Cod jaws. Photo: Line Reeh

New method can determine how much a predatory fish eats, which can contribute to more sustainable fishing

Thursday 19 Jan 23


Niels Gerner Andersen
Emeritus, Senior Researcher
DTU Aqua
+45 35 88 34 65

Imagine that in the future, we know exactly how many fish we can catch without negatively impacting either the stock of predatory fish or their prey—and that we can actually regulate the amount of fish if an excess of, say, cod suddenly occurs in an ecosystem.

All this may be possible thanks to a very special model of gastric evacuation developed and described by Senior Researcher at DTU Aqua Niels Gerner Andersen in his doctoral dissertation, which he recently defended.

“The model can tell us how much of their prey that predatory fish eat, which enables us to much better calculate the consequences of specific fisheries management on the species composition of our fish stocks—and potentially on entire ecosystems through the derived effects on the food chain,” explains Niels Gerner Andersen. He continues:

“The principle in the calculation of how much predatory fish eat is based on information about the amount and composition of prey fish in predatory stomachs that have been collected in a manner representative of the predatory fish stocks. We translate all these snapshots of stomach contents into average rates for how much predatory fish eat over a long period of time, using a model for the gastric evacuation rate.”

In addition to the use of data for gastric evacuation from laboratory experiments on predatory fish in Hirtshals, Denmark, Niels Gerner Andersen has used rules for both physical, chemical, and biological processes to establish the model, and it is the final result of many years’ work.

A never-before-seen model

The model describes the gastric evacuation rate of predatory fish’s continuous stomach contents, i.e. both of the total amount and of the individual prey in the stomach, regardless of the previous history, which here means the moment the predatory fish ingested the individual prey. This has never been achieved before, and it means that fishery biologists are much better able to calculate how much of a specific species you can fish without creating an imbalance in the ecosystem in question. The model also enables researchers to better assess how to restore balance in an ecosystem where there are too many of one kind of fish.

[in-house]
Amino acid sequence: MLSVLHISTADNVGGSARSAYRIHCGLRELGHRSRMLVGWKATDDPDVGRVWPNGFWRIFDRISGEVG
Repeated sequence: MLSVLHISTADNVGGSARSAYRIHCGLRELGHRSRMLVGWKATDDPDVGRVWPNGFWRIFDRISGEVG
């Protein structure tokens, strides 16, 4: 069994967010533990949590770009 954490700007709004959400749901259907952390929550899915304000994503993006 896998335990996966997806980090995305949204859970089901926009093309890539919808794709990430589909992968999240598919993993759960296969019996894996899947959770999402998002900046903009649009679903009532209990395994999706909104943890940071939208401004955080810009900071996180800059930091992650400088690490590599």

Extensive experiments and a generalized model

Niels Gerner Andersen has, in collaboration with his colleagues, carried out extensive experiments with a number of predatory fish and their prey. The results from these experiments, together with the theoretical model development, have meant that the researchers have been able to create a model for general use. You just need to know a few characteristics of the predatory and prey fish you want to investigate. The characteristics include the length of the predator’s stomach and the prey’s energy density, and this makes the model easy to use on a wide range of predatory and prey fish that have not yet been studied in gastric evacuation experiments.

Want to know more?

If you want to read more about the model, you can find Niels Gerner Andersen’s entire doctoral dissertation via this link:

Torsk får tømt maven. Foto: Niels Gerner Andersen
Emptying of cod stomach. Photo: Niels Gerner Andersen.

Tobis fra torsks mave. Foto: Niels Gerner Andersen
Sandeel from cod stomach. Photo: Niels Gerner Andersen.